Management Ideas: Yesterday and Today


Management Ideas: Yesterday and Today

The purpose of this article is to demonstrate that knowledge of management past history to shed light for a better understanding of current management theory and practice. The practice of management has always reflected historical times and societal conditions.

Several recent management concepts and practices can be traced back to the early management theories. The practice of management has consistently reflected the times and social conditions, thus many organizations are responding to technology breakthroughs and developing digitize operations. These new business models mirror the reality: information could be shared and exchanged instantaneously anywhere in the world.

Management’s Connection to Other Fields of Study

Management curriculums have a rich heritage from humanities and social science courses.

Anthropology—the study of societies, which helps us to understand about humans, their activities, and differences in fundamental values, attitudes, and behavior between people in different countries and within different organizations.

Economics—concerned with the allocation, distribution of scare resources, and understanding the changing economy, as well as the role of competition and free markets in a global context.

Philosophy—examines the nature of things, particularly values and ethics.

Political Science—studies the behavior of individuals and groups within a political environment, including structuring of conflict, allocating power in an economic system, and manipulating power for individual self-interest.

Psychology—science that seeks to measure, explain, and sometimes change the behavior of humans and other animals.

Sociology—the study of people in relation to their fellow human beings.

Historical Background of Management

There are several examples from history that illustrates how management has been practiced for thousands of years.

The Egyptian pyramids and the Great Wall of China are great examples of projects of tremendous scope and magnitude that employed tens of thousands of individuals. How was it possible for these projects to be completed? The answer is management.

Additional examples of early management practices can be seen through assembly lines, accounting systems, and personnel functions as just a few of the processes and activities in organizations at that time that are also common to today’s organizations. Adam Smith, author of the classical economics doctrine, The Wealth of Nations, argued brilliantly about the economic advantages that division of labor (the breakdown of jobs into narrow, repetitive tasks) would bring to organizations and society. The Industrial Revolution can be considered of as possibly the most important pre-twentieth-century influence on management. The introduction of machine powers, combined with the division of labor, made large, efficient factories possible. Planning, organizing, leading, and controlling became necessary.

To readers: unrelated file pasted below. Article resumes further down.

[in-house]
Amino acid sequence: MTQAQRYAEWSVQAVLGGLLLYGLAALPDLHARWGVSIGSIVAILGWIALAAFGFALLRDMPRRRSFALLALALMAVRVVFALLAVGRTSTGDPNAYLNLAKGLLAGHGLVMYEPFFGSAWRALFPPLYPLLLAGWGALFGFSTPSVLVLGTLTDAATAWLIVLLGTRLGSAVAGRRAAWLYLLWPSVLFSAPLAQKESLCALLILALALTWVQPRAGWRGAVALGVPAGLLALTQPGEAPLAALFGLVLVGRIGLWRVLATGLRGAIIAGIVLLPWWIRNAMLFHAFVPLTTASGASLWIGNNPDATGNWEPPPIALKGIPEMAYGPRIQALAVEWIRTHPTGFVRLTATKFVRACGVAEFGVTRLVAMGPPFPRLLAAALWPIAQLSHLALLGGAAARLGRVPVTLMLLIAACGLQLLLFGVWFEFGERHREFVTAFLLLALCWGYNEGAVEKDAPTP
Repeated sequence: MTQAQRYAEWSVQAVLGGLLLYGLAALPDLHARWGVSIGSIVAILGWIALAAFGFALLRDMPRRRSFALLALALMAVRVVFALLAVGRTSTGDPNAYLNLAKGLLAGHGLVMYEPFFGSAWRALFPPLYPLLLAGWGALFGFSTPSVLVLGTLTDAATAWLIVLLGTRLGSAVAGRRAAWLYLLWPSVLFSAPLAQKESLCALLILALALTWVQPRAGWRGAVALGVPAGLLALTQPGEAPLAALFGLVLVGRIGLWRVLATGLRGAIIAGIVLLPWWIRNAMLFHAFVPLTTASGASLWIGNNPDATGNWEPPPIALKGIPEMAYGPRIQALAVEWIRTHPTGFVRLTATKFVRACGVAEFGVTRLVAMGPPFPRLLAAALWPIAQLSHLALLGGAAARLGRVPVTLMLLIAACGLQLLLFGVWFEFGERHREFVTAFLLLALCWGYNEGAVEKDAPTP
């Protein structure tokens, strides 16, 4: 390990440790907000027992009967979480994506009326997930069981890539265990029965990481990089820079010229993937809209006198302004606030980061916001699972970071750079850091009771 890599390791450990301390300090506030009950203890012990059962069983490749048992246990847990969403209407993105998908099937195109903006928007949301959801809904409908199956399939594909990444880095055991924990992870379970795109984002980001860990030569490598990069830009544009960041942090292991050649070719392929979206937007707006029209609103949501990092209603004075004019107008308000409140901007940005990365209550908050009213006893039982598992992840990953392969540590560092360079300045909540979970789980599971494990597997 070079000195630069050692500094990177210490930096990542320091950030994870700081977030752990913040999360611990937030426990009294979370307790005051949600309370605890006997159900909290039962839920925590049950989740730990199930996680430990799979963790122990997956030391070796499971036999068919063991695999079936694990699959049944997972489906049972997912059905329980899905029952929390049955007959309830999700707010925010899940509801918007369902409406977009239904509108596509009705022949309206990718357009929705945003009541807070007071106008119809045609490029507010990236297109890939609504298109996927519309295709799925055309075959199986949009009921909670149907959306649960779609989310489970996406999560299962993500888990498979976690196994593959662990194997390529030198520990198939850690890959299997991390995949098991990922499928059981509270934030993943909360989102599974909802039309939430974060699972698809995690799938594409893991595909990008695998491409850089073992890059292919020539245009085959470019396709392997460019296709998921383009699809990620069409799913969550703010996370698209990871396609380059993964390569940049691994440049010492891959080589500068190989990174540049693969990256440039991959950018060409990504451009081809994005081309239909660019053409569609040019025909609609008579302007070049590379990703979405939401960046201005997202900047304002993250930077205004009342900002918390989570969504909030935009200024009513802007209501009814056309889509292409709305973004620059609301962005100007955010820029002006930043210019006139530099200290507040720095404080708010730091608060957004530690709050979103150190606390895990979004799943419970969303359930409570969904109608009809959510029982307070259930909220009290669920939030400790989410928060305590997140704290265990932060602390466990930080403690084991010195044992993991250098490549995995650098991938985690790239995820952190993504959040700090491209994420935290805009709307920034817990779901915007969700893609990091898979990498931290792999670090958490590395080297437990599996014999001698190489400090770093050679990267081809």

The Birth of Early Management Ideas

The Evolution of Management Theories, striving to achieve goals through the judicious use of people and resources, getting the others to work toward these goals, and keeping track of whether or not we are accomplishing what we set out to do has been around for centuries.

Expressed in other terms we could say that management is a very old concept. Generally, though, we think of “modern management” and the specific identification of planning, organizing, leading, and controlling being the functions of management as having begun at the end of the 1800s. Overwhelming majority of the contributors we recognize today have been twentieth century people.

Pre-classical Contributors presented their ideas before the late 1800s. Robert Owen (1771-1858) was a British factory owner who advocated concern for the working and living conditions of workers, many of them young children. Many of his contemporaries thought he was a radical for such ideas. Charles Babbage (1792-1871) is considered to be the “father of modern computing.” He foresaw the need for work specialization involving mental work. His management ideas also anticipated the concept of profit sharing to improve productivity. Henry E. Towne (1844-1924) called for the establishment of a science of management and the development of management principles that could be applied across management situations.

An assessment of the pre-classical contributors indicates that their efforts were fragmentary. By and large they applied their efforts towards developing specific techniques or solutions. They laid the groundwork for major management theories which came later

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